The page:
2002 was only the third time in history that a Masters title has been successfully defended. Jack Nicklaus did it in 1966, and so did Nick Faldo in 1990. Tiger made it onto the leaderboard in the first round (which he had been unable to do in 1997 and 2001.) At the end of the 2nd round, Vijay Singh was in the lead, with Tiger sitting at a 5-way tie for 4th place, sitting at 5 under. He tied the lead at the end of the 3rd round with South African golfer Retief Goosen and a score of 11 under. 

In the final round, Tiger comfortably cinched the title when Goosen hit a two-over 74 (with his score falling to 9 under.) Woods had a clear victory, despite the tight scoring between the other golfers, with the players in second through tenth place all scoring one subsequent point apart. 

 


2005 Masters

 

Score: 12 under (276)

Margin of victory: Playoff

Winner’s Share: $1,260,000

 

Tiger matched his 2002 score, but it would take 14 more years for him to win his fifth green jacket. This was the year that Tiger also hit one of the most famous shots in golf history (his chip onto the green at #16.) This would be his narrowest victory at Augusta, as he ended up in a playoff with Chris DiMarco (who was a solid tournament player but always had trouble making it to first place.)  

Woods didn’t make the leaderboard in the 1st round, ending up at 2 over par. He ended the 2nd round at six-under 66, 6 points behind Chris DiMarcoand 2 behind Thomas Bjørn. In the 3rd round, DiMarco held onto his three round lead. Woods overtook Bjørn by birdying 7 holes in a row (tying Steve Pate’s record,) and closing the gap between him and DiMarco to just 4 points.

The final round of the 2005 Masters was one of the most exciting match-ups in history. In the final round, DiMarco and Woods were neck-in-neck (alternately hitting birdies and bogies) until a memorable moment at #16 (the hole known as “Redbud” at Augusta National.) 

DiMarco was well positioned on the green, and Tiger had a tough shot from the right greenside rough. He hit a 50-foot chip shot that appeared to stop before tipping into the cup. DiMarco missed his birdie putt. Woods bogeyed his drive on #17. On #18, Woods missed his par putt and DiMarco tied the round with a 3 meter putt. In a sudden death round, Woods putted a birdie for victory.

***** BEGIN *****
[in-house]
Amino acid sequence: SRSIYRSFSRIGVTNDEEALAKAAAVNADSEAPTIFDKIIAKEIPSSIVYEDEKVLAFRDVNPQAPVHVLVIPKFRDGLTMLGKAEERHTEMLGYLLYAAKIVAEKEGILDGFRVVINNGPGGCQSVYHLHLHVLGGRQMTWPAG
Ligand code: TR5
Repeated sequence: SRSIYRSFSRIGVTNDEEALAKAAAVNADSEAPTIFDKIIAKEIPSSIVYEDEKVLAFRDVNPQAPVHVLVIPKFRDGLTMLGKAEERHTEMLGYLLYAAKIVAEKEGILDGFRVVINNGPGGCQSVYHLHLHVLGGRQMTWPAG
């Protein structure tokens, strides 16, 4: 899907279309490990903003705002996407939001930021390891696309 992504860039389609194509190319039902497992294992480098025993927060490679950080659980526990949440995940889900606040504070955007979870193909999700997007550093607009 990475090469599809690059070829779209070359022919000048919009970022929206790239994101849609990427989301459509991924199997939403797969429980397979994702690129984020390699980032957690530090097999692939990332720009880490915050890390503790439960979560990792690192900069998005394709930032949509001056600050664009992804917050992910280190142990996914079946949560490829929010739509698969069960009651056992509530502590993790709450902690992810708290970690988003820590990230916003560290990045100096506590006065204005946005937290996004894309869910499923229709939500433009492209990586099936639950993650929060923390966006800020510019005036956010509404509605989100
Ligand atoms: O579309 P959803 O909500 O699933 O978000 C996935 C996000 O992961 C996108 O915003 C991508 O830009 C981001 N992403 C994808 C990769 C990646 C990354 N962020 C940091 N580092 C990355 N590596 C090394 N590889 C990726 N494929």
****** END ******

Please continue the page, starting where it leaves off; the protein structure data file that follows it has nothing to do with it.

2019 Masters

 

Score: 13 under (275)

Margin of victory: 1 stroke

Winner’s share: $2,070,000

 

Tiger faced a number of personal and professional challenges between these two Masters wins. He had knee surgery in 2008, broke his winning streak in 2009 when he lost the PGA championship and faced trouble in his personal life starting with a single car crash, and ending in loss of sponsors and a divorce. 

His wins in 2005 and 2019 set another record - longest span between Masters wins. Even when Tiger is facing challenges, he’s still setting records! He became the second oldest golfer to win at Age 43. Since his last round at Augusta, other changes had been made to the course. In 2006, Six holes were tweaked, adding 155 yards to the course and bringing the overall length to 7,445 yards.

Woods stayed true to form by not making it onto the leaderboard until the 2nd round. He tied Tony Finau for second place behind Francesco Molinari in the 3rd round at -11. In the final round, Woods took the lead at Hole #16, and finished at two-under 70. It was a narrow win (Tiger bogeyed #18), as he was just one point ahead of the three players who tied for third place: Dustin Johnson, Brooks Koepka and Xander Schauffele. 
 

Will Tiger Woods Win the 2020 Masters?

 

Tiger Woods is one of the most dedicated players in the sport. He’s been a record breaker since day 1, and his 2019 win proves that he still has plenty left to prove on the course (after all, he’s a competitor first and foremost.) The only question is, can he do it again in 2020? Check out our Masters viewing guide here.